Arbitrary, Natural, Other: J. G. Herder and Ideologies of Linguistic Will

Tristram Wolff*

*Corresponding author for this work

Research output: Contribution to journalArticlepeer-review

1 Scopus citations

Abstract

This article argues for a more sophisticated reading of linguistic naturalism, and a new ecological understanding of language's continuous change, in J. G. Herder's Treatise on the Origin of Language. I make the case that Herder's rejection of linguistic "arbitrariness" (Willkürlichkeit) was part of a broader, characteristically Romantic effort to theorize a different kind of linguistic will, distributed among a group or collective. The article ends by suggesting that ideologies contributing to linguistic nationalism for which he is often held accountable actually embody habits of thought that Herder wrote precisely to unravel.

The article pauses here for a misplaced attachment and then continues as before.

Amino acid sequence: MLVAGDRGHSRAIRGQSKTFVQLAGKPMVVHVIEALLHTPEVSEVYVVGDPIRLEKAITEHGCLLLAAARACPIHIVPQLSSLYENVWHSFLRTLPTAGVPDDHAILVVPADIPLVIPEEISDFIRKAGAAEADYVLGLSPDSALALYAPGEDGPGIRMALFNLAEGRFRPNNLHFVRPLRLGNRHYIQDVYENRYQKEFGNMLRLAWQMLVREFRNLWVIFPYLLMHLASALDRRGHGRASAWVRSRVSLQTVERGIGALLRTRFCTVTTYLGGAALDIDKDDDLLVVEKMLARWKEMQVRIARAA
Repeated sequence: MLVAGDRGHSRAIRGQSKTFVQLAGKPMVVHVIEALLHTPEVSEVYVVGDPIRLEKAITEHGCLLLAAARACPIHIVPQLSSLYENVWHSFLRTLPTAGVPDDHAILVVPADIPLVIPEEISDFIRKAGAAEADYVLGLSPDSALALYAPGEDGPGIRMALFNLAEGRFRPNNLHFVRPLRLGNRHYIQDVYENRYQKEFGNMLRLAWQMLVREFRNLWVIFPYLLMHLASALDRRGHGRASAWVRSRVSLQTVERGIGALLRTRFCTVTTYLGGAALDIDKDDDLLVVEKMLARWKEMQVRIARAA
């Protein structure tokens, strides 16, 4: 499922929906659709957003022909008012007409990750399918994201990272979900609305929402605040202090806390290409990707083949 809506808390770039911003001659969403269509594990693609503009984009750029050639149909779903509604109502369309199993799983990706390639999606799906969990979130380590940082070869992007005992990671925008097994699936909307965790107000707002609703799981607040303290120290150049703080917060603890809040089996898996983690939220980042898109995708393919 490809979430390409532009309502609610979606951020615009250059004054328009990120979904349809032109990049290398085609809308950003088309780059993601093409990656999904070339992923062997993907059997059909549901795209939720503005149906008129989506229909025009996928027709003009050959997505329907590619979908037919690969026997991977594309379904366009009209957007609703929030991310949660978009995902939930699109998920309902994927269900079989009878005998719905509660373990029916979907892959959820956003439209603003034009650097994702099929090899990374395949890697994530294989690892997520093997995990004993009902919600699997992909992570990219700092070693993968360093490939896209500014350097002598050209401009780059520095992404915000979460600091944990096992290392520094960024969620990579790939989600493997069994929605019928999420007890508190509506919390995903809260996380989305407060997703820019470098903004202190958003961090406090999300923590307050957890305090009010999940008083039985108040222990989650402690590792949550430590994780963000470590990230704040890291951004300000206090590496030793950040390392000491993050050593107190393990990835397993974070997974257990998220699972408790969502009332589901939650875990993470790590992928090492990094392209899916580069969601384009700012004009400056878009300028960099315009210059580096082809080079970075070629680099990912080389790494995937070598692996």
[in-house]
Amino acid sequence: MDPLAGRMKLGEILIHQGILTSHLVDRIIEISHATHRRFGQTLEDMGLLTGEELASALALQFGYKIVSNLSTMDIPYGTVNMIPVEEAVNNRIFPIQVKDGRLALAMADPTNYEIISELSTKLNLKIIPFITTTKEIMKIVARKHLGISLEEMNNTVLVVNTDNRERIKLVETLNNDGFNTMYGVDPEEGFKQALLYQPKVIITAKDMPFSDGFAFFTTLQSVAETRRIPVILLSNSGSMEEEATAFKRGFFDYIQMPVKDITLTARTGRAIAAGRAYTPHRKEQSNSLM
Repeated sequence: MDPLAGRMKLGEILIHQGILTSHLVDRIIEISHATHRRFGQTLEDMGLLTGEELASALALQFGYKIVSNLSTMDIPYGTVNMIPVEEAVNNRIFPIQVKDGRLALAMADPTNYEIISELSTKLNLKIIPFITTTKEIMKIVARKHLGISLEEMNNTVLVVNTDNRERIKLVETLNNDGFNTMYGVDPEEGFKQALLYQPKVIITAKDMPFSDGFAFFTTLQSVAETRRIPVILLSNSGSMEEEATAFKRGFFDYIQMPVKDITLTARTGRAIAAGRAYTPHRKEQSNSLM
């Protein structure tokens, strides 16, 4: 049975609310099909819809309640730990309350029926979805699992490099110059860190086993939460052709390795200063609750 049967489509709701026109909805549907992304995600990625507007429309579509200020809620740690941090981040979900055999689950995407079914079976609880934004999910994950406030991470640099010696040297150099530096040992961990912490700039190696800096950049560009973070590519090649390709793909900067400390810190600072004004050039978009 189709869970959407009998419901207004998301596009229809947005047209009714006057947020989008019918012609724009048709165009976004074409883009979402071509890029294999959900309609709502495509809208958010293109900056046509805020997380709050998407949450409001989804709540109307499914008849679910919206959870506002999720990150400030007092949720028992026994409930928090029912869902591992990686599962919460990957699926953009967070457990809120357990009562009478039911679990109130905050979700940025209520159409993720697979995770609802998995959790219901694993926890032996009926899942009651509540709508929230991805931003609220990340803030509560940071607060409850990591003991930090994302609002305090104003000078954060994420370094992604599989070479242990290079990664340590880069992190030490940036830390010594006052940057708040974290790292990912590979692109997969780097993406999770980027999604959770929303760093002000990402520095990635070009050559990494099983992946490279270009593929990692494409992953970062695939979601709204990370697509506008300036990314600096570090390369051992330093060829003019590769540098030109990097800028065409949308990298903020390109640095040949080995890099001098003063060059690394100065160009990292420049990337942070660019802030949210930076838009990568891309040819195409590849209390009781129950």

Original languageEnglish (US)
Pages (from-to)259-280
Number of pages22
JournalEuropean Romantic Review
Volume27
Issue number2
DOIs
StatePublished - Mar 3 2016

ASJC Scopus subject areas

  • Cultural Studies
  • Literature and Literary Theory

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